|Photo courtesy: Rajeevan Neeraj|
Ardra Darshanam, Ettangadi, Ardra Vritham, Pathira poochoodal, Thudichukuli, Mangalaathira, Thiruvathrakali – some terms related to rituals and customs based on age-old traditions was intriguing.
Intrigued, I sat a curious observer to the observance of the festivities by a group of enthusiastic and homely women celebrating the exclusive festival of women by women. It was the celebration of the festival of Thiruvathira by the women from 30 families of the Namboodiri Community in Singapore.
Thiruvathira (star) falling on a full moon day in the month of Dhanu (fifth month) in the Malayalam calendar is believed to be the birthday of Lord Shiva. And on this day Goddess Parvathi finally met Lord Shiva after her long penance and Lord Shiva took her as his saha-dharma chaarini (equal partner). Both Parvathy and Shiva present this ideal to devotees in the form of Ardha-Nareeshawara (half male, half female form). There are other legends also linking it with Kamadeva, Sri Krishna and the Gopikas. Lord Siva furious at Kamadeva for interfering with his penance burns him to ashes by opening his third eye but later relents due the tearful pleading of Kamadeva’s wife Rathi, restoring him back. So it commemorates the rebirth of Kamadeva, the God of Love. So essentially a women's festival, Thiruvathira is a celebration of devotion, beauty and love. Women and young girls offer special prayers to Lord Shiva on this day in the hope to have good husbands and for the wellbeing of their family.
Divya Manu Aryan the torch bearer of the day’s function explained about, Ardra Darshanam (visiting Shiva Temple) Thudichukuli (beating of fists in the water as they bathe in the pools) and how the customs and rituals vary to some extent among the communities. She added that today the group had planned to observe some of the more common of the observances and festivities of Thiruvathira.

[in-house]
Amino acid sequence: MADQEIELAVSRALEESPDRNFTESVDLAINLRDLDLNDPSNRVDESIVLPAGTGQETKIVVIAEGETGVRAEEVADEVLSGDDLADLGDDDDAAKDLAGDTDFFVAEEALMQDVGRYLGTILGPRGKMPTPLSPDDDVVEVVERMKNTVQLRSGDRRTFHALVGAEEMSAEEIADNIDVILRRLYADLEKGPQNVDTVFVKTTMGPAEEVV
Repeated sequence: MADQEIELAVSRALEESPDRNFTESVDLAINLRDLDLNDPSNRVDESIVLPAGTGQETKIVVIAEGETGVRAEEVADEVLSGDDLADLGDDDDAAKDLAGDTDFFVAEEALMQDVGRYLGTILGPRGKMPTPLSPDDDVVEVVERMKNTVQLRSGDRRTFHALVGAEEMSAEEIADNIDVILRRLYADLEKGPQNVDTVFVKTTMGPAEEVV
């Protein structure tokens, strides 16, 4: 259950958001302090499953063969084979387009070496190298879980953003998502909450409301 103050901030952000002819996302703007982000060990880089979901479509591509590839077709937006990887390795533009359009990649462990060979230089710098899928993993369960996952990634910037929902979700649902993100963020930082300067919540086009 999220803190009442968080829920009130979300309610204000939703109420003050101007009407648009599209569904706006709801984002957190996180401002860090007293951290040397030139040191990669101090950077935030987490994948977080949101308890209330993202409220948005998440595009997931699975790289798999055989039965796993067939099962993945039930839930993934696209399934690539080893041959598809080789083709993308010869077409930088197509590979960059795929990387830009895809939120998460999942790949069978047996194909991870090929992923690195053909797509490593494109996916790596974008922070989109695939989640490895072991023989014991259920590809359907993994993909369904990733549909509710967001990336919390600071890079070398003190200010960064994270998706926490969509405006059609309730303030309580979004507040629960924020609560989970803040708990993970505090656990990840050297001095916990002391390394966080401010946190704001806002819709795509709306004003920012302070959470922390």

Sobha Narayan explained about Ardra Vridham; that they observe selective fasting from the previous day wherein women do not take rice preparations but of wheat and fruits. And Ettangadi made as an offering is an item made of roasting of eight different tubers.
So after an early dinner with the food fare including the ‘must-have’ dishes unique for the day, Thiruvathira puzhukku (with tubers and beans) and Koova payasam (arrow root pudding) the group set about their celebration.
Dressed in traditional Kerala Attire of settu mundu they gathered their hair in dainty buns to the side of their heads adorning with flowers symbolic to the process of 'Pathira poochoodal' (adorning with flowers at midnight )with Dasha pushpam (ten sacred flowers).
Then Divya did the prayers and offerings with Nilavilaku (lighted lamp), Ashtamangalyam (eight auspicious materials) and betel leaves displayed before the picture of the Gods (Shiva, Parvathy and Ganesha) and this was followed by ladies sitting facing the lamp and East and performing a simpler version of Anjukuri (using 5 different colours on the forehead) by drawing their eyes and putting a Kuri on their forehead.
This was followed by the rendering of Mangalaathira (Thiruvathira songs) led by Mrs Indira.
This again was followed by the partaking of the Ettangadi, bananas and tender coconut water.
On Thiruvathira night 108 betel leaves along with kaliyadakka (scented areca nut) is offered to Lord Shiva and Sree Parvathy. So they sat for this offering reducing the number of betel leaves to nine each.
Dhanya Pradeep who was religiously following the custom of eating 108 betel leaves said it was for her a whole day’s process which she did with breaks, continuing through the night.
And they ended the day with the graceful dance of Kaikottikali (thiruvathirakali) around the lighted lamp with mellifluous singing by Sharmila Gireesh.
The first Thiruvathira festival coming after the marriage of a girl is known as Puthen Thiruvathira or Poo Thiruvathira is considered extra special and so it was for Hareesh and Suprabha and Rajeesh and Ganga.
And Subramanium MP took up the role of giving a lively commentary of the day’s events.
It was indeed heart-warming to watch a group of people reliving their traditions and celebrating together, away from their homeland, preventing the age old traditions and customs from withering away and thus keeping them alive.
Thiruvathira festivities was celebrated by the group on Sun 4th Jan 2015.